Repeat Gamma Knife surgery for recurrent trigeminal neuralgia: long-term outcomes and systematic review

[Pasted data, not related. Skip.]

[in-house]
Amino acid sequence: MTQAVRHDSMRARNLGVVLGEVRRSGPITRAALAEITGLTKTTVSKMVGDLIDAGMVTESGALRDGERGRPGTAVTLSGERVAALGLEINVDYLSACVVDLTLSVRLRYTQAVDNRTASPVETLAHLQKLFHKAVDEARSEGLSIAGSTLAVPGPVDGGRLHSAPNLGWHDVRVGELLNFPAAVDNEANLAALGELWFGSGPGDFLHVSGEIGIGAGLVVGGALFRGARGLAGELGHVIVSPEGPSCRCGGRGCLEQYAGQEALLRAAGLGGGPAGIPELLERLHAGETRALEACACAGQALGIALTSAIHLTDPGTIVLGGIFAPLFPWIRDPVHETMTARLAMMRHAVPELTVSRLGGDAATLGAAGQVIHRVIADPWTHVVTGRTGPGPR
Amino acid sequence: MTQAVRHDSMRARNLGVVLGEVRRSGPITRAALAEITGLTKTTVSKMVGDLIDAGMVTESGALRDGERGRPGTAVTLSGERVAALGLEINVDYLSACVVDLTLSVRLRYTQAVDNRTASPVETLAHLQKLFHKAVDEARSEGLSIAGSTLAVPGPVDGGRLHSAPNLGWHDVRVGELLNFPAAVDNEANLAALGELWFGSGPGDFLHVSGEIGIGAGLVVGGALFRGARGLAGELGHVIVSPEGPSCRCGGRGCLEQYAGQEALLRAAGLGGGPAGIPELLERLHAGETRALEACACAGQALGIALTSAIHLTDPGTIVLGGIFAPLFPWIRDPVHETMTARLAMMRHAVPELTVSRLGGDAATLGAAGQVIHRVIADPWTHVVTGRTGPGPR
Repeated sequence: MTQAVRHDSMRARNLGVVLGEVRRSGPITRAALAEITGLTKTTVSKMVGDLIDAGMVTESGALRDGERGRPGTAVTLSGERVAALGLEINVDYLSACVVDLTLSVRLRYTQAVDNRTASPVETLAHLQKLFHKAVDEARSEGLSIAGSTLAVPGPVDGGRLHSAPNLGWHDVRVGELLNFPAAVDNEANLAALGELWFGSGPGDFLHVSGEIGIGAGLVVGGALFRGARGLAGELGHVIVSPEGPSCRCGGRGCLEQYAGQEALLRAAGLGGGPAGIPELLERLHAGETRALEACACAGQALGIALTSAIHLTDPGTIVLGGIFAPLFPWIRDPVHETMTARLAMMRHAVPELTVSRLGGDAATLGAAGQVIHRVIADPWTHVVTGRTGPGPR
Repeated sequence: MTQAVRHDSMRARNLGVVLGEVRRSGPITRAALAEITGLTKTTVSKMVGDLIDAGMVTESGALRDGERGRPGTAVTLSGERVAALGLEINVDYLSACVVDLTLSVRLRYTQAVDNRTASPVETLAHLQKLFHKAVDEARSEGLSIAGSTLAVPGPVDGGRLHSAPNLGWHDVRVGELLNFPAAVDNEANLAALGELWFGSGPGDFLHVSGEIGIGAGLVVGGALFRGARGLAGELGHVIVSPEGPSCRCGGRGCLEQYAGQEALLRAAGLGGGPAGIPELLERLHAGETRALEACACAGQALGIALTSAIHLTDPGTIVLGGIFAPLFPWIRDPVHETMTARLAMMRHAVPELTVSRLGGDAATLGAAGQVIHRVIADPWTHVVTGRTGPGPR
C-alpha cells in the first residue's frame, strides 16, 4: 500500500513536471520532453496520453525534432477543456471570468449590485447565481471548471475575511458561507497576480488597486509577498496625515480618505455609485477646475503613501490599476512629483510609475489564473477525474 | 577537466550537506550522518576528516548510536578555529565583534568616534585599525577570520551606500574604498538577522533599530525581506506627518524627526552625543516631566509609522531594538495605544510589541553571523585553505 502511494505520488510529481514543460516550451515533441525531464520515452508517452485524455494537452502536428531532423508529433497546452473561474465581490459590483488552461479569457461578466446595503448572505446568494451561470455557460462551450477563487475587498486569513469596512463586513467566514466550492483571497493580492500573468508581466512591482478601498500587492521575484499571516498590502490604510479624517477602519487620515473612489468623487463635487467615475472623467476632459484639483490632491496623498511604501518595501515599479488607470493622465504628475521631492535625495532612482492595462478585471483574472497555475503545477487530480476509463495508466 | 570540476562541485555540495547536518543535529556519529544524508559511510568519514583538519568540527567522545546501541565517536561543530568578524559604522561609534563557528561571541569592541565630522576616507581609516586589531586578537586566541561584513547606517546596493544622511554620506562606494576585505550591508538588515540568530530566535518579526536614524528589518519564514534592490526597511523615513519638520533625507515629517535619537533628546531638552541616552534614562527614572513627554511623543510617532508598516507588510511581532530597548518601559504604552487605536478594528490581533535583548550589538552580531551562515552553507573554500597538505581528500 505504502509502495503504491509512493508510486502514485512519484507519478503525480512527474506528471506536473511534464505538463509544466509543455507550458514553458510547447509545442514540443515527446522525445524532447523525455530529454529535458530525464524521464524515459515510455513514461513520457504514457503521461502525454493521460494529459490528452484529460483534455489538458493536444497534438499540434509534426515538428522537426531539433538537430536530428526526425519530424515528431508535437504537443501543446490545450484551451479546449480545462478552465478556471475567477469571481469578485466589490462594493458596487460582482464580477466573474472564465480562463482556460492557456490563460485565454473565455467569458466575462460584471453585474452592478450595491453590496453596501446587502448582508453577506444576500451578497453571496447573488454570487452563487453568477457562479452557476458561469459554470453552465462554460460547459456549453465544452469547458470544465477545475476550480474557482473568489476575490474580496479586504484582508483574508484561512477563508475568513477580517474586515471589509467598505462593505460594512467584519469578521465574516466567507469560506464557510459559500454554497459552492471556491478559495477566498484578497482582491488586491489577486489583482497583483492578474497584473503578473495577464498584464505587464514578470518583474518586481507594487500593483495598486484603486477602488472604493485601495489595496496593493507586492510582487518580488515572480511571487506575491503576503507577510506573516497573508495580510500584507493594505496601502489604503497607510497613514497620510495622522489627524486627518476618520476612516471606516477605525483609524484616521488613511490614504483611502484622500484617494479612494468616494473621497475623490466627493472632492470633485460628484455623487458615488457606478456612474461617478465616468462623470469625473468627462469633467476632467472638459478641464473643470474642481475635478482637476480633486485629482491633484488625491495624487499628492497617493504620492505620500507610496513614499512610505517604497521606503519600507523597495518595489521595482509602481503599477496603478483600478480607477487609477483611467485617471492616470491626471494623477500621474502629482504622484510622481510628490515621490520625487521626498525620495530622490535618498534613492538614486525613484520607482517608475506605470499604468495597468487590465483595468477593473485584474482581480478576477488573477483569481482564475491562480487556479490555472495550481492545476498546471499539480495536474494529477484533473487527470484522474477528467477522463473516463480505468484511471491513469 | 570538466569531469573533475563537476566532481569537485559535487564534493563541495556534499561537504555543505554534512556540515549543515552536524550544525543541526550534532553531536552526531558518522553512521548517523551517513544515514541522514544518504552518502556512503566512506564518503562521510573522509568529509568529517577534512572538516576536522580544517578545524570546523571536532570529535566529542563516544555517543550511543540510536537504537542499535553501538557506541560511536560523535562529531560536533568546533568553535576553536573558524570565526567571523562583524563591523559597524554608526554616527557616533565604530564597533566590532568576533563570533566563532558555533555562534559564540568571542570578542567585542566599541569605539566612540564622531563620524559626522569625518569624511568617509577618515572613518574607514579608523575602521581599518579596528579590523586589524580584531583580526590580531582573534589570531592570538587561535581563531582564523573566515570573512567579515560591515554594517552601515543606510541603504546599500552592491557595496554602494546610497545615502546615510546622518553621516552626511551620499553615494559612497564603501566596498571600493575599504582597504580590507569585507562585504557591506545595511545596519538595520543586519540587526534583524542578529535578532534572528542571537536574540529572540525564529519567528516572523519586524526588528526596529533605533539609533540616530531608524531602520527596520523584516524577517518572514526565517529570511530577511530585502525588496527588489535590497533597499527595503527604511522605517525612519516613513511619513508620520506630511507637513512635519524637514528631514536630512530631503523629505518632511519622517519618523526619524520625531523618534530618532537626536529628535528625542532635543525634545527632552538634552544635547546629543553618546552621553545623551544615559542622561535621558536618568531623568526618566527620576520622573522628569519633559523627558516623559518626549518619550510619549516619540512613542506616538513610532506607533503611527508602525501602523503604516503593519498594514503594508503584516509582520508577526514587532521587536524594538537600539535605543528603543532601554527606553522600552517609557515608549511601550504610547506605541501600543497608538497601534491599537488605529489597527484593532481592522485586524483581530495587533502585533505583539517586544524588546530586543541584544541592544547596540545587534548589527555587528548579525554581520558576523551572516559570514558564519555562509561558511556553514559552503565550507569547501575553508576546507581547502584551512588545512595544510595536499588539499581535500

Object. The purpose of this study was to establish the safety and efficacy of repeat Gamma Knife surgery (GKS) for recurrent trigeminal neuralgia (TN). Methods. Using the prospective database of TN patients treated with GKS in Timone University Hospital (Marseille, France), data were analyzed for 737 patients undergoing GKS for TN Type 1 from July 1992 to November 2010. Among the 497 patients with initial pain cessation, 34.4% (157/456 with >= 1-year follow-up) experienced at least 1 recurrence. Thirteen patients (1.8%) were considered for a second GKS, proposed only if the patients had good and prolonged initial pain cessation after the first GKS, with no other treatment alternative at the moment of recurrence. As for the first GKS, a single 4-mm isocenter was positioned in the cisternal portion of the trigeminal nerve at a median distance of 7.6 mm (range 4-14 mm) anterior to the emergence of the nerve (retrogasserian target). A median maximum dose of 90 Gy (range 70-90 Gy) was delivered. Data for 9 patients with at least 1-year follow-up were analyzed. A systematic review of literature was also performed, and results are compared with those of the Marseille study. Results. The median time to retreatment in the Marseille study was 72 months (range 12-125 months) and in the literature it was 17 months (range 3-146 months). In the Marseille study, the median follow-up period was 33.9 months (range 12-96 months), and 8 of 9 patients (88.9%) had initial pain cessation with a median of 6.5 days (range 1-180 days). The actuarial rate for new hypesthesia was 33.3% at 6 months and 50% at 1 year, which remained stable for 7 years. The actuarial probabilities of maintaining pain relief without medication at 6 months and 1 year were 100% and 75%, respectively, and remained stable for 7 years. The systematic review analyzed 20 peer-reviewed studies reporting outcomes for repeat GKS for recurrent TN, with a total. of 626 patients. Both the selection of the cases for retreatment and the way of reporting outcomes vary widely among studies, with a median rate for initial pain cessation of 88% (range 60%-100%) and for new hypesthesia of 33% (range 11%-80%). Conclusions. Results from the Marseille study raise the question of surgical alternatives after failed GKS for TN. The rates of initial pain cessation and recurrence seem comparable to, or even better than, those of the first GKS, according to different studies, but toxicity is much higher, both in the Marseille study and in the published data. Neither the Marseille study data nor literature data answer the 3 cardinal questions regarding repeat radiosurgery in recurrent TN: which patients to retreat; which target is optimal, and which dose to use.